[as he runs and hides from the hordes of english players bellows at full straetch……]

🙂

It’s not by accident that the http://www.concertina.net/guide.html purchasing guide starts off by saying ‘mostly for anglos’ !

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People who play ITM on English system concertinas usually get defensive when they realize they picked the wrong system. We, as Anglo players, should be as compassionate as possible when we encounter them anywhere — including Internet message boards. When they rage against the obviously superior Anglo, we should just smile and nod so as not to further incite them. Just think about how you might feel if you spent years trying to make one of those Brit-boxes sound like the real thing when you play ITM. It would be both frustrating and depressing, just look what happened to Dow… sad… tsk tsk tsk. It’s like realizing you entered a donkey into a Thoroughbred horse race by mistake.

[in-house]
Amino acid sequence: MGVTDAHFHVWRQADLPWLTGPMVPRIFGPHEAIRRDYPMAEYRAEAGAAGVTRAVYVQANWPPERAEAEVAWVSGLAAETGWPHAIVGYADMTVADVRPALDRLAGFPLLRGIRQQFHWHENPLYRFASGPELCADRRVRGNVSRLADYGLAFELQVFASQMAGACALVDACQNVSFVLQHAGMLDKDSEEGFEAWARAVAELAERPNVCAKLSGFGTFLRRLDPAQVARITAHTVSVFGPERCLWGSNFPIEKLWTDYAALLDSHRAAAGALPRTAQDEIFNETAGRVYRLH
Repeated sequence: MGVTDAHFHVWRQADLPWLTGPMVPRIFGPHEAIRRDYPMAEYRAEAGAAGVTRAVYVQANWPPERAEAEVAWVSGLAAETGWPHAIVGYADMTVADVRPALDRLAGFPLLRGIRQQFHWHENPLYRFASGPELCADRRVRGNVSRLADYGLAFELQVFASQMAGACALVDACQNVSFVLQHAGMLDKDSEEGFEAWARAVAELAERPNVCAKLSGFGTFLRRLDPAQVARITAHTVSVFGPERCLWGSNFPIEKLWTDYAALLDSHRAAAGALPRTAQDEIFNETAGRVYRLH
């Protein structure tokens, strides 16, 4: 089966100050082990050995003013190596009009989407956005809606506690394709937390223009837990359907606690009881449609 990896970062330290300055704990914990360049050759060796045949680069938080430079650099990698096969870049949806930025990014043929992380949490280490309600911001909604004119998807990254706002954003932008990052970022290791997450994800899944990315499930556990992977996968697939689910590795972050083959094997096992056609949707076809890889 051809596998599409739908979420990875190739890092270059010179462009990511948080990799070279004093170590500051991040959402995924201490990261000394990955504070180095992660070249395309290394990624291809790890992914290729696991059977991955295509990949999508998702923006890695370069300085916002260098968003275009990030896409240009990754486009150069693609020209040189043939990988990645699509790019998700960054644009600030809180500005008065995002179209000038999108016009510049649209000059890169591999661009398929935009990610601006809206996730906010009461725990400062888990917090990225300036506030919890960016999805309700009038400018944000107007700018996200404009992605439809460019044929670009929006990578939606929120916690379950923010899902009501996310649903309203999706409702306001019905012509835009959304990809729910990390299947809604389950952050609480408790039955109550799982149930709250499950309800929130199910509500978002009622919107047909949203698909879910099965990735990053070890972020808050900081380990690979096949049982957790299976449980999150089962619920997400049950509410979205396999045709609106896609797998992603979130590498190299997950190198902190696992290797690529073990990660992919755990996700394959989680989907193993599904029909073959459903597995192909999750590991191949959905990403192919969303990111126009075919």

😀 hahahahahahahahaha

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I think it very much depends on who is playing the instrument Breanden.

English concertina is more than ‘just suitable for accompanying songs’, although that is probably what a number of players use it for.

Try and catch a tune with Andrew Knight (IOM) sometime (he goes to Girvan) and I think you’ll change your mind about the instruments possibilities and the capabilities of some players.

I like to hear Irish music played on Anglo or English concertina, I don’t care, as long as it’s played well.

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I’m curious…in all the banter I’ve never heard it explained how the difference between English and Anglo really effects your playing. I assume (being an eejit fiddle player) that the Anglo gives you more options for phrasing since you get different notes on push vs. pull. But I’d like to hear this explained (in case I find a concertina in my lap some day).

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Run away! Run away!

🙂

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Actually it already happened, once. An anglo G/D. I put my fiddle down and the concertina player challenged me to try getting a tune out of his box. So I did. It was surprisingly easy—Silver Spear played itself, at about 40 bpm, and without any ornamentation, but more or less intact. That’s what got me interested.

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Actually, Will, all kidding aside, it’s more like the difference between a piano accordion and a button one. You can get the tune to sound good on either one, but the differences are there… subtle, but there.